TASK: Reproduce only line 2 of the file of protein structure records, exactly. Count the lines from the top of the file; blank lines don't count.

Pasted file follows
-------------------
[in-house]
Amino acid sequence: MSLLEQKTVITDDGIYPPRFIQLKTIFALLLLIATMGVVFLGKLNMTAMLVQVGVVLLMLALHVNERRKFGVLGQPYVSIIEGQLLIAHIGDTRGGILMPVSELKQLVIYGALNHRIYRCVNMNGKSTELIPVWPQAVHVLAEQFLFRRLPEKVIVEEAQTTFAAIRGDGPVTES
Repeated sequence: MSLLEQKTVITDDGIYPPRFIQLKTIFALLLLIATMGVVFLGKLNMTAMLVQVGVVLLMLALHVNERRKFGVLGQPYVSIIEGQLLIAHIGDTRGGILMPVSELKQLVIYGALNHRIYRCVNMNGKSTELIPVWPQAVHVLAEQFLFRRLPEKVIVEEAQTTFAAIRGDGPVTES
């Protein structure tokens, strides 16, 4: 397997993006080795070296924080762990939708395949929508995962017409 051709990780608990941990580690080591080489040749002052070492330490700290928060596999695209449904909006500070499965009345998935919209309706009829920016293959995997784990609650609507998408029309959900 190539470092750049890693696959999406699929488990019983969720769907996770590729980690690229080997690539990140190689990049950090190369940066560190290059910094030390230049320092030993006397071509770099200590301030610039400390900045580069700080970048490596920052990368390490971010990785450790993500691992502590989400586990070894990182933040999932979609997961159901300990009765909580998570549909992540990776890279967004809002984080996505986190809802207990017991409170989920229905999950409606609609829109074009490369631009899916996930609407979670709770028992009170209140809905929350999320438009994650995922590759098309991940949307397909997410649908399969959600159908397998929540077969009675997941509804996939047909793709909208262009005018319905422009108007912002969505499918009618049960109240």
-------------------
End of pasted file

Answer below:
Amino acid sequence: MSLLEQKTVITDDGIYPPRFIQLKTIFALLLLIATMGVVFLGKLNMTAMLVQVGVVLLMLALHVNERRKFGVLGQPYVSIIEGQLLIAHIGDTRGGILMPVSELKQLVIYGALNHRIYRCVNMNGKSTELIPVWPQAVHVLAEQFLFRRLPEKVIVEEAQTTFAAIRGDGPVTES